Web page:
For very little children work is play. It is an imitation of something grown-ups do, and it is the beginning of learning. Stephen is three and a half and is quite a hand at wiping the dishes. Also at dragging dish towels all over the floor. This is very trying, and the pile of dish towels to be thrown in the wash mounts rapidly when Stephen is "helping." But to rebuff him constantly (once in a while, when speed is of the essence, he must be sweetly but firmly removed) is to discourage an instinctive desire to serve, and he must not only be allowed to serve, but encouraged to serve. Christ gave us the example when He washed the feet of His Apostles, doing as a servant would do, then bidding them to follow His example. When a child is discouraged too often in his attempts to serve, the desire can easily wither away until his whole impression of the world is that it is a place where other people serve him, and his role is that of the served. Mothers are quite right when they state that little ones can be more hindrance than help; yet if home is to be a training ground for life, we are going to have to sacrifice a certain amount of efficiency and begin the training. There are too many victims of over-efficient mothers, roaming around knowing how to do nothing, to argue much with this.

It would be nice if the "work is play" stage lasted longer than it does. Children soon discover, however, that the wary in this world shy away from work, and now begins the real struggle. Little girls who loved trying to make their beds, to run the vacuum or wash the dishes, discover that these are the last things they want to do. Then we can help them by emphasizing that work is prayer. This is the highest motive for work, and the best way to use it; and while it is quite likely that we will have to remind them daily, it will help considerably, especially if we also remind them to pray for the grace to do their work well. Even so, we must not neglect to fuel this not-so-roaring fire for work with common courtesy and much gratitude. It is easy for harassed parents (I should know) to take refuge in complaints during these times. "I cannot do it all myself. You helped get it messy, now you help clean it up." And if we are convincing enough, or maybe just big enough and loud enough. we can get them to do what we want. But it will be reluctant help, probably accompanied by the private observation that Mother is, indeed, a stinker and it will hardly make reverent prayer.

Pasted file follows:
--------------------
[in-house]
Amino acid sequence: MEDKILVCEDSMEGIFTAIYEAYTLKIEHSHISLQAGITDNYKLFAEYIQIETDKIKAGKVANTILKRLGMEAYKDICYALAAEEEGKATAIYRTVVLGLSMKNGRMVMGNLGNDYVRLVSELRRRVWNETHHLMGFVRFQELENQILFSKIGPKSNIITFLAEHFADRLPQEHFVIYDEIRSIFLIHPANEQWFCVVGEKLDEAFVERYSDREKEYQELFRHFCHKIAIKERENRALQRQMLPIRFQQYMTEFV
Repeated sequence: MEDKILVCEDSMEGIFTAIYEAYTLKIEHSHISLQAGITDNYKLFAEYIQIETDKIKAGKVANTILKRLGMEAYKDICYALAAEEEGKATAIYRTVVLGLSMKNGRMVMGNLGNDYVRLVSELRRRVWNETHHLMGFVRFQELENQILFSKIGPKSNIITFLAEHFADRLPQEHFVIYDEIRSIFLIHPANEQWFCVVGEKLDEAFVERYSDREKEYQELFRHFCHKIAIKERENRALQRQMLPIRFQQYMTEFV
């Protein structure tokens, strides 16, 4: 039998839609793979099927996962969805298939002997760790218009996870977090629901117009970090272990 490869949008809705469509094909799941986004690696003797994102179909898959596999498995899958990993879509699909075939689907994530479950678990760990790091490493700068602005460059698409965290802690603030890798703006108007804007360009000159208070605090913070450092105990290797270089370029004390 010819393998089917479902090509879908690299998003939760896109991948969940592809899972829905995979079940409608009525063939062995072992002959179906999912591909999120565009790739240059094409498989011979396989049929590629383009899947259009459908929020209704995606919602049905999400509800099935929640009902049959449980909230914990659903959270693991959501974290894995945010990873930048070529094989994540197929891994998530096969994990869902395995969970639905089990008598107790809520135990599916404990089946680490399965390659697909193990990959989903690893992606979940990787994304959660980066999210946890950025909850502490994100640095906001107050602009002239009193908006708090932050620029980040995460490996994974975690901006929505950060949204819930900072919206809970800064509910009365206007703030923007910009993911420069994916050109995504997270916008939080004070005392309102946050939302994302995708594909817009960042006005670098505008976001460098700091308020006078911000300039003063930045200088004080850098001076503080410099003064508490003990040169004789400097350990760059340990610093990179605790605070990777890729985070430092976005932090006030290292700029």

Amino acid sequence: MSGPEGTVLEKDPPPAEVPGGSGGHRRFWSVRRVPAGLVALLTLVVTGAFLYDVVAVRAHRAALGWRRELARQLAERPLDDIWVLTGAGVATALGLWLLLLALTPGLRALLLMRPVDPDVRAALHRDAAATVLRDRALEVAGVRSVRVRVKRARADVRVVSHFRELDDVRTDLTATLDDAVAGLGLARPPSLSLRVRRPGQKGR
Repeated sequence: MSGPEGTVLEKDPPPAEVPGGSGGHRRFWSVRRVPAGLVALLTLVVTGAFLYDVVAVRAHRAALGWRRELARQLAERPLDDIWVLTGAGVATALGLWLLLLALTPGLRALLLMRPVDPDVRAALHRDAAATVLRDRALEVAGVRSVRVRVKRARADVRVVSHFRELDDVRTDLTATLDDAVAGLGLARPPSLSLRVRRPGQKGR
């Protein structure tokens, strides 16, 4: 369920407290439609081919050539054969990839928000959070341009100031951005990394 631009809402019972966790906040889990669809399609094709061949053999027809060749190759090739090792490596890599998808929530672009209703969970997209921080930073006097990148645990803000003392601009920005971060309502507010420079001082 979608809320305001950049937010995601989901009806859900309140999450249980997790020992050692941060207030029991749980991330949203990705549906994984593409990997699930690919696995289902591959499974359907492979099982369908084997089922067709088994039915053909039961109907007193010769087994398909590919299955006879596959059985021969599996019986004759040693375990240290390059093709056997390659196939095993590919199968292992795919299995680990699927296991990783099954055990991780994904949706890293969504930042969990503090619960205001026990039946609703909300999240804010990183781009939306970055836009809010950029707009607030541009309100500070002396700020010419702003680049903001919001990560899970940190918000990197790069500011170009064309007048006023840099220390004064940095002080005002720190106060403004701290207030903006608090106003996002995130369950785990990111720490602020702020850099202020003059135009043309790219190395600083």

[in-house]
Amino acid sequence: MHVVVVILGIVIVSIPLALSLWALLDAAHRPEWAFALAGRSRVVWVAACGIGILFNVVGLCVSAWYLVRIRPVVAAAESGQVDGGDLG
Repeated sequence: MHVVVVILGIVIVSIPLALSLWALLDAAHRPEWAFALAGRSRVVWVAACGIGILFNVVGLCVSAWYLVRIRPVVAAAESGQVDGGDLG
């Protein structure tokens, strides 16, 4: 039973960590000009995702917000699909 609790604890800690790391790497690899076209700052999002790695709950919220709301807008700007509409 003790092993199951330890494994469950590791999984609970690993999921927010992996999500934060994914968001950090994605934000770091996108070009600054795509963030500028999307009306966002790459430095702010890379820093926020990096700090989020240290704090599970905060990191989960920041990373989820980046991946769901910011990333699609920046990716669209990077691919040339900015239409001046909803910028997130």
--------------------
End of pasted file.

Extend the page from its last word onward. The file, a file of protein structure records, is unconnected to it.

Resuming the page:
Such simple things make a difference! If the emphasis is moved from "You do it," to "I will be so grateful if you will," it is much easier; and no one can resist the glow that comes with being thanked. Sometimes we get the idea that thanks are not necessary when children have done something they were supposed to do. If we always thank them, and add to our thanks a reminder that God is praised by work well done, little by little (but it adds up) they learn to associate work with praise and prayer. Then one day it is not so necessary to them to be thanked So many times people contribute their services or their work and ask nothing in return except human appreciation, only to find that even that is not forthcoming. But if we have a right purpose in our work, knowing it can praise, be prayer, be the will of God for us at a particular moment, we can learn not to fret for lack of appreciation.

Activity Source: We and Our Children by Mary Reed Newland, Image Books, 1961

35 Promises of God[6] cont.

10.  “Honor your father and your mother, so that your days may be long in the land that the Lord your God is giving you.”-Ex 20:12

The Way[7]

"Read these counsels slowly. Pause to meditate on these thoughts. They are things that I whisper in your ear-confiding them-as a friend, as a brother, as a father. And they are being heard by God. I won't tell you anything new. I will only stir your memory, so that some thought will arise and strike you; and so you will better your life and set out along ways of prayer and of Love. And in the end you will be a more worthy soul."

55.  'Lord, teach us to pray!' — And our Lord replied: 'When you pray, say: Pater noster, qui es in coelis... Our Father who art in heaven...' What importance we must attach to vocal prayer!

Daily Devotions
·         Drops of Christ’s Blood
·         Pray the 54 Day Rosary
·         Total Consecration Day 6